Warlock and Pain: Refurbishing a Classic

More than a decade ago, I bought a really old NJ series B.C. Rich Warlock bass from my friend Lorraine. I think she was ready to ditch pointy bass guitars for something classier as she went on to play in some excellent bands like The Gault and Worm Ouroboros. It came with a weird whitish-sparkly body, lots of dings that I added to, and multiple failed drill holes for a thumb-rest. I treated it as a beater bass I could fly with if I took the neck off. Well, that lil’ beater looks like this today.

And it also belongs to my wife now. It’s practically brand new, but with a vintage pedigree. This was a classic NJ series Rich, with its serial number planting its birth somewhere in Nagoya, Japan during the early eighties. The NJ guitars were real quality, then. I decided to give it new life. The project took me almost seven years to complete. But it was worth it to give my wife an awesome Christmas present.

I’d been a pretty lucky fella when it came to finding old B.C. Rich basses for cheap back in the day. My American-made Ironbird will always be my go to, but this Warlock got some fair time from me in the early noughties.

I’ve even lent it to some real nasty fellas to rock out on.

In 2010, when I was practically jobless and forced to delve full force into the D.I.Y. world to keep my gear in shape, I looked at this bass again. Honestly, it was to try and sell it to make rent. I offered it to a few people, but no takers. It always struck me as odd that the headstock was black and the body a stupid, sparkly white. That, and the multiple holes drilled into the body for a stupid thumb rest were a real bummer.

Hey, maybe if it was all black, that would help me sell it! And it would make a cool entry for my blog seven years later! I took the bass apart and began to strip the body of its previous paint job using a heat gun and scraper.

Then I filled in the holes and sanded out the nicks and scrapes it had suffered through the decades (and from my bullet belt). This part was really easy and very satisfying using DAP Plastic Wood.

A little nastier was applying the grain filler. This is necessary to ensure a fine, smooth finish over the wood. But even harder was finding it. As this process continued, getting shit from Home Depot got harder and harder. At the time I started this process in 2010, there was a cool shop in nearby Alameda that specialized in wood finishing. It’s a fucking golf supply store now. Well, lucky it was there for me then.

After the grain filler, a sanding sealer is applied. This smooths out the grain even more and makes a nice layer for a lacquer to go over. I think. Honestly, I was just following directions, ya know? I wasn’t a woodworker, just a poor dude with some time on his hands.

Next, before any color, it was time to primer the body. I attached a piece of wood to where the neck used to be in order to handle the body without touching it. I put foam in all the cavities I didn’t want painted and sprayed it in my back yard.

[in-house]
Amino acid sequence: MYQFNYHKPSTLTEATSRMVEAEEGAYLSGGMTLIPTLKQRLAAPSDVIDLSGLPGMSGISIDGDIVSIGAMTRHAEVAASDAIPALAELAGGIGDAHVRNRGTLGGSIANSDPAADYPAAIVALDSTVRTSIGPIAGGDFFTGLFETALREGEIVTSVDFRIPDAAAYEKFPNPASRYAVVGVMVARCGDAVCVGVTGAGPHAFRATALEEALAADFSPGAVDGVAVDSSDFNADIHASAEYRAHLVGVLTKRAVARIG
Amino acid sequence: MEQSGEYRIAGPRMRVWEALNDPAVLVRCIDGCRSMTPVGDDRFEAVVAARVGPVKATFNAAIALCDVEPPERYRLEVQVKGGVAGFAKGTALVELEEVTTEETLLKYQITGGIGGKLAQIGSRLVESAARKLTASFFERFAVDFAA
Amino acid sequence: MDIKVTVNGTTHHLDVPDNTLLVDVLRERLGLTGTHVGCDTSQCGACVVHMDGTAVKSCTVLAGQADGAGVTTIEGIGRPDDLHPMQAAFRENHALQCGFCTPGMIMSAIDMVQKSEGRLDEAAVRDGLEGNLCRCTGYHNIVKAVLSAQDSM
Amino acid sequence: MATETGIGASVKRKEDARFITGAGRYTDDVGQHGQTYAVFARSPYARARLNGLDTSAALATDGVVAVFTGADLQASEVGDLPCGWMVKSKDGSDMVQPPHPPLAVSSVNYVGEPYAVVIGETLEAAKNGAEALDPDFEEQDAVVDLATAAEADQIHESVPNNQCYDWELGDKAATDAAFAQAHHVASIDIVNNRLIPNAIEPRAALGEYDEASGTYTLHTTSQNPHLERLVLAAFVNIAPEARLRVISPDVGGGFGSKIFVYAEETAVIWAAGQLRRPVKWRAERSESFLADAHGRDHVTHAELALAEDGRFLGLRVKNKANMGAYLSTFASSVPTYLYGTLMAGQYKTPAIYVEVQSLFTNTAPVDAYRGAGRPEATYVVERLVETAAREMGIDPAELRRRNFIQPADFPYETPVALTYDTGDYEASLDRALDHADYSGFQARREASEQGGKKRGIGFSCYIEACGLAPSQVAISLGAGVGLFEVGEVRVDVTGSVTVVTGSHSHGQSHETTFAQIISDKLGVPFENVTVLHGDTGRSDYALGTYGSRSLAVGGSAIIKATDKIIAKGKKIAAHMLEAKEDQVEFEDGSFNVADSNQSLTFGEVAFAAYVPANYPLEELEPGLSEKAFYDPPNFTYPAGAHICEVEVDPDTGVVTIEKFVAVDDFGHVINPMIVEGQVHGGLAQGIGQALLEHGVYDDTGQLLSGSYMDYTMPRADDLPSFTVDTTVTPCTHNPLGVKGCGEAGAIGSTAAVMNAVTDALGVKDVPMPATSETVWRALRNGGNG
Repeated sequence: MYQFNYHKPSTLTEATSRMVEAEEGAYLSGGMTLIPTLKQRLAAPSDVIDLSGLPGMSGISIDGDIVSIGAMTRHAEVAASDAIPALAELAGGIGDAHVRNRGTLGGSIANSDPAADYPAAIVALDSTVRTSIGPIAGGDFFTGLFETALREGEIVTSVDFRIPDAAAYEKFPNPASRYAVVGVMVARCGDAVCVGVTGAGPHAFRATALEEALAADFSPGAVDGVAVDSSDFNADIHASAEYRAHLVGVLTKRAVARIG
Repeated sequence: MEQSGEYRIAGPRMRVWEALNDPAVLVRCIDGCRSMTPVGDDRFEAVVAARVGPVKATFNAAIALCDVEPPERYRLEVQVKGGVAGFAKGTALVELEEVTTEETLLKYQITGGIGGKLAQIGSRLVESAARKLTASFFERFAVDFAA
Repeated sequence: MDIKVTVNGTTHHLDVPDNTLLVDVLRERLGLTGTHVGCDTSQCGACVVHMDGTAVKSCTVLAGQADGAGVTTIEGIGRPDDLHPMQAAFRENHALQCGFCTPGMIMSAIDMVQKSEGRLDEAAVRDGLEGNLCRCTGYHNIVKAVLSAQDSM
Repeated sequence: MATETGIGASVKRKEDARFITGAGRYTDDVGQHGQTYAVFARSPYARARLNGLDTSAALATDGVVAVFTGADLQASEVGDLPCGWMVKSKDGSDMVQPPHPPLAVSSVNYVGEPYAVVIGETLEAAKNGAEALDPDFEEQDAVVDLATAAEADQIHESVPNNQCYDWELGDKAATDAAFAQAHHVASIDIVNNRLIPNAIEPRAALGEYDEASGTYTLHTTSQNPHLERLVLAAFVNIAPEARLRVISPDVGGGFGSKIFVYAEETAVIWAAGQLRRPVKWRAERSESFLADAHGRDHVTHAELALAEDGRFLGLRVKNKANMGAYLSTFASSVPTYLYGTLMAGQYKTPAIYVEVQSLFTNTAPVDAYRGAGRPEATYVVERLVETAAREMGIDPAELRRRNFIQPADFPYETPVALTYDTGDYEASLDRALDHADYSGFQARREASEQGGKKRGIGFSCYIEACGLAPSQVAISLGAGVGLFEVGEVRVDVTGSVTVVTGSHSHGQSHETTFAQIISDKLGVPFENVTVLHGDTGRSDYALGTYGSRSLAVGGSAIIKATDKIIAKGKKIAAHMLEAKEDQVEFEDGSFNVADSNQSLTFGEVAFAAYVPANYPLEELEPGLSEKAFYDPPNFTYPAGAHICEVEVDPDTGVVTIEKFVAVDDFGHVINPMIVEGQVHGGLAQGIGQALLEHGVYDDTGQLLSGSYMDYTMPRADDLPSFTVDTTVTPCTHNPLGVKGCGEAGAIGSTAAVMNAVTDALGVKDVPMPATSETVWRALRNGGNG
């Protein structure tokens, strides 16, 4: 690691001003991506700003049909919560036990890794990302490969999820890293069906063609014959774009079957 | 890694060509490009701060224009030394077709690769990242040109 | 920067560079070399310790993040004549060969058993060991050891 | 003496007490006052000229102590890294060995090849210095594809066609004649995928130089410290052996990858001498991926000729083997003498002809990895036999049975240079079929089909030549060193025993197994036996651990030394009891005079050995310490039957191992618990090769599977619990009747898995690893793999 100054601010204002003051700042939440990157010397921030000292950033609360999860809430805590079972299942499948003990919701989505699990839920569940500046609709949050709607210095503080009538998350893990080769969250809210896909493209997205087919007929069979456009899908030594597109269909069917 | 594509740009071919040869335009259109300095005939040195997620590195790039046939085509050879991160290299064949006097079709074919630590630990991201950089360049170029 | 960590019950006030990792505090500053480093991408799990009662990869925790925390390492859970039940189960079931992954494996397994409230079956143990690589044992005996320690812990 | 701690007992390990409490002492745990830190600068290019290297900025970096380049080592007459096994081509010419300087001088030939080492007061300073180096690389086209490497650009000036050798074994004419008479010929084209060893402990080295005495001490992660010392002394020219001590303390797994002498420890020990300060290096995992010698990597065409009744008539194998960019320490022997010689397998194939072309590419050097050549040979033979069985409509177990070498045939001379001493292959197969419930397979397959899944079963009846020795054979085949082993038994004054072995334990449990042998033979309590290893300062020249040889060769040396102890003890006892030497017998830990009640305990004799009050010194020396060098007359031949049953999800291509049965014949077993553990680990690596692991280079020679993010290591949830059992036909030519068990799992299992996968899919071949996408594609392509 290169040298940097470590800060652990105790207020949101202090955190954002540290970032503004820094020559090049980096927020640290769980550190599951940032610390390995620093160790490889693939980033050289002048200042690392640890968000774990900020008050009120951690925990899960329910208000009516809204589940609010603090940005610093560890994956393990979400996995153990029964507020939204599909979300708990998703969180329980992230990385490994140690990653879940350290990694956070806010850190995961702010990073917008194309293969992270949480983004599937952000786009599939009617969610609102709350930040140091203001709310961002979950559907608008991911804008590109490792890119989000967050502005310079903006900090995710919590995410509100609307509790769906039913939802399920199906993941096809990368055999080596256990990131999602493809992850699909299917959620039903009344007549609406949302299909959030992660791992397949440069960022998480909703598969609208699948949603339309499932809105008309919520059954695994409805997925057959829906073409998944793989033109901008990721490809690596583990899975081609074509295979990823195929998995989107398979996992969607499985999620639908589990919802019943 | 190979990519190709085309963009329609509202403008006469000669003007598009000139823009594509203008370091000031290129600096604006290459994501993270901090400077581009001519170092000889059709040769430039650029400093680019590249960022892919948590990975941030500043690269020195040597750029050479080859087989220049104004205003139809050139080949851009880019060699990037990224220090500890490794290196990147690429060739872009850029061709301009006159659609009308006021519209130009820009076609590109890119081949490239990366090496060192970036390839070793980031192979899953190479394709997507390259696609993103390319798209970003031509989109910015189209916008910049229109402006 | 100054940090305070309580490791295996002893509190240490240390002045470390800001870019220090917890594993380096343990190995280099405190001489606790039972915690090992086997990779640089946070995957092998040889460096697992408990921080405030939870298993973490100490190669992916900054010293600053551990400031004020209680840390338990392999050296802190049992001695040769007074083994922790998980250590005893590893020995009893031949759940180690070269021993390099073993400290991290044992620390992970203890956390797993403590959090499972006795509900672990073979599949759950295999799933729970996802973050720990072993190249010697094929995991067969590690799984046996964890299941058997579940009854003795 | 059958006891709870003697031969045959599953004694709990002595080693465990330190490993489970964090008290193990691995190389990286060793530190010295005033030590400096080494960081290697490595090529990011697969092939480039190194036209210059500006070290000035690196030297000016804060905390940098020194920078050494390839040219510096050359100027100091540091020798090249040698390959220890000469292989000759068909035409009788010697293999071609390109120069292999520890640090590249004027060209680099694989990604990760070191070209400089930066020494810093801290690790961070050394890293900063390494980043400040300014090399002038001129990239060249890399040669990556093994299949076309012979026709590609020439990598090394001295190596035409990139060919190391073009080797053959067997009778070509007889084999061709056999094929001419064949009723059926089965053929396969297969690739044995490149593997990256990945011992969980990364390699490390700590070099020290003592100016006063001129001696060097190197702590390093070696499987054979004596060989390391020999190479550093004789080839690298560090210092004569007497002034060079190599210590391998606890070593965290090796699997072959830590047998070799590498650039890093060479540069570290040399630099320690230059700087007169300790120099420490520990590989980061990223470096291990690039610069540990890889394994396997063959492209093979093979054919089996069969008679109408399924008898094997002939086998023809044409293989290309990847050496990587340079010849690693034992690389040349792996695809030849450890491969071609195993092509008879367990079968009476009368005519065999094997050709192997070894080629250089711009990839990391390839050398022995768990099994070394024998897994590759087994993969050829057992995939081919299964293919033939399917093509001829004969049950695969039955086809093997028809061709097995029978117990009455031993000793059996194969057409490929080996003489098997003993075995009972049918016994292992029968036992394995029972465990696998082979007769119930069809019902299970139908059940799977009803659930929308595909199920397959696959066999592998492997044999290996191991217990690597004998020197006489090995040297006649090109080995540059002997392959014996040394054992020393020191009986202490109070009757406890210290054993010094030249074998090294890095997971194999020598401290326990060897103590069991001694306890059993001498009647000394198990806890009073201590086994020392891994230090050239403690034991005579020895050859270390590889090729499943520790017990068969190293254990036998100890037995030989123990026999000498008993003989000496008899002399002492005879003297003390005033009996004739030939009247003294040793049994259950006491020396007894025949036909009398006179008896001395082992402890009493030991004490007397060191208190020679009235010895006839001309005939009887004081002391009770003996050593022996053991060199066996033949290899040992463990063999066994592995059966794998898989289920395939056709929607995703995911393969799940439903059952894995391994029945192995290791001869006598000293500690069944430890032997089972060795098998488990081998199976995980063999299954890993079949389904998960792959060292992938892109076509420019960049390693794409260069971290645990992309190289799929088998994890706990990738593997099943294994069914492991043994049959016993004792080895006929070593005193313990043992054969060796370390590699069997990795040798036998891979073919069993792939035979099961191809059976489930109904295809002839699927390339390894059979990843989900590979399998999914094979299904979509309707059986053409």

This part worked out okay despite my primitive conditions, because it’s just primer. When it came to the applying the black, I kinda fucked up. Without controlling for a little breeze and no real experience, my layer of black was left with dimples that could not be sanded out without showing through a final gloss cover coating. Ugh.

At this point, I kinda gave up. I didn’t want to strip it and start over. I didn’t really know what to do. I’d hit the limit of my experience, YouTube videos, and working conditions. So, the bass went into storage. But never give up, never say die! And never be afraid to ask someone better than you to help finish!

Years later, a fella named Benny Rodriguez moved his business into the same complex as my employ, Monolith Press. He makes and repairs guitars. You can check out his website  at http://www.bjrguitars.com and see the work of the man who saved what I nearly fucked up. Luckily, what I had already accomplished was salvageable and earned me a bit of a discount. Benny had the knowledge and equipment to give the final coatings the professional look they needed.

I installed new tuning machines for the Warlock and took to replacing the electronics and hardware. Just one issue… I still have no idea how the original builder got the ground wire form the cavity to under the bridge. It was perplexing… it wasn’t a straight line but two tunnels that met perpendicularly. I couldn’t for the life of me thread it. So, I had to go and buy an 1/8″ “aircraft” drill bit. Basically… a really, really long bit. This made me super fucking nervous, since I had already paid for the paint job. But dammit, I REALLY wanted to finish my wife’s Christmas present. So I set my drill to an angle and went to town.

And success! Carefully gauging the angle and repeatedly pulling out the bit to get rid of wood pulp, I made a straight tunnel to the cavity and was able to rewire the bass. Now, she has a bass to match her hero, Nikki Sixx, and I have the satisfaction of having helped give a beautiful make over to a classic bass.

One thought on “Warlock and Pain: Refurbishing a Classic

  1. Nice job. I’m in a similar situation. Some poor quality spray can caused splatters. Glad to see that a thick clear coat can remedy most of that.

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